Attention Melbourne music fans: read on if you want to experience a Death From Above 1979 reunion show, via Brisbane dance/punk two piece DZ Deathrays (formerly just DZ, but more on that insignificant detail later).
“We played our show and then literally ran next door to where Death From Above were playing and the line was massive by then and no one was getting in so we just climbed a fire escape and watched from there. Midway through the set all the people on the outside started pushing on the fence until they tore it down and pushed it [the fence] onto the people on the inside who pushed back. Because of this kinda… tug of war I guess it was, classed as a riot so then all these police arrived on horse back and just stampeded everyone until they stopped trying to get in,” explains DZ Deathrays singer and guitarist Shane Parsons, his voice still buzzing from this experience.
At last month’s South By South West music conference (SXSW) in Austin Texas, where DFA1979 staged the aforementioned comeback show, DZ Deathrays were one Australian act that made an impression on the conference’s much-hardened international media cartel. Parsons now gives some perspective on what it was like for he and drummer Simon Ridley at the eye of the Austin based storm. “It felt really good because the two show’s we did at the end felt like our best shows we’ve done over therel,” he says.
“We’ve been to the US twice now and out of the 16 shows we’ve done over there and those SXSW shows were getting to kinda like what we’d play in Australia.” The casually charged Parsons is walking from his government job in Brisbane as he is recounting DZ Deathrays’ triumphant trip to the US. He now explains exactly what he means by the shows getting more like their shows in Australia. “Especially with our last show,” he says. “We didn’t invite any industry to that show, even though it was our showcase. Instead we’d had all the industry people come to the Aussie BBQ because it was easier to get them along to that.” The Aussie BBQ is an Australian organisation that puts on multiple showcases of Australian bands that head to the US. DZ Deathrays played the New York and Austin legs of this year’s showcase that also featured Cloud Control, Little Red, The Twerps and Miami Horror.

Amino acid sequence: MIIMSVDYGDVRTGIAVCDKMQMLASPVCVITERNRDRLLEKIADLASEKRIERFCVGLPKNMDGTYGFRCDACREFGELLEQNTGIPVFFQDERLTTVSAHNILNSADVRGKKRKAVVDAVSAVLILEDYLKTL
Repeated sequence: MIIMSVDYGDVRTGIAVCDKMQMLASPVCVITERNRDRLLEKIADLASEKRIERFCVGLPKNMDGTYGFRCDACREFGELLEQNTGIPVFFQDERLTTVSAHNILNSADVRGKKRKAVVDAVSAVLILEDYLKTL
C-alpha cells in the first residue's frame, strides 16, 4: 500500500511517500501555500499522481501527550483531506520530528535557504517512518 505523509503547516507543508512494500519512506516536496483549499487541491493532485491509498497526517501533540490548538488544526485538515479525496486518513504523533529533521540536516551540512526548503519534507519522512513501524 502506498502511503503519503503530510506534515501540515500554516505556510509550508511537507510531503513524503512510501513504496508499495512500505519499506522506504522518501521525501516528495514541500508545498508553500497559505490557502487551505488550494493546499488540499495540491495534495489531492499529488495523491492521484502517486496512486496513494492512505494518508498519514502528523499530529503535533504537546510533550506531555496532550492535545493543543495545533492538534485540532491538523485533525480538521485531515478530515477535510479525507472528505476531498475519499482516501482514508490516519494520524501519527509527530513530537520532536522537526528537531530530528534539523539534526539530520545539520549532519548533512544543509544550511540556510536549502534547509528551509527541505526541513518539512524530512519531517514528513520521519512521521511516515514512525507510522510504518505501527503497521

“I think there were just people there to see us. I mean, our previous tour to the US we’d sometimes only play to like 20 people so it was really good to see 100 people at that show who were just there to see us!” To finish on the topic of SXSW, how did he and Ridley know that their show wasn’t full of record execs and industry folk? “You can tell when there’s a lot of record execs and industry people at a show. When I went and saw Pulled Apart By Horses, I reckon about 50% of the crowd were old dudes in suits.”
In early February this year Parsons and Ridley announced that the band would be changing their name from DZ to DZ Deathrays. This was because there is a Canadian Dubstep DJ producer, Sean Harten, who has attained a high international status with the rise of the relatively new dance genre and performs under the name DZ. Even though sonically the Brisbane boys and the Canadian are poles apart, there was some confusion. “After I put a post on our old DZ Facebook page saying ‘I wonder how many people at SXSW will come to see us thinking that we’re Dubstep DZ’ and a guy actually responded with ‘Oh, I thought you were that DZ’ and it was just ridiculous because I don’t know how many videos there are of us up there with two guys playing punk music!”
DZ Deathrays launch their new Brutal Tapes EP at The Tote this Friday April 8 with Ouch My Face, In Tongues and Dune Rats. Tickets are $10.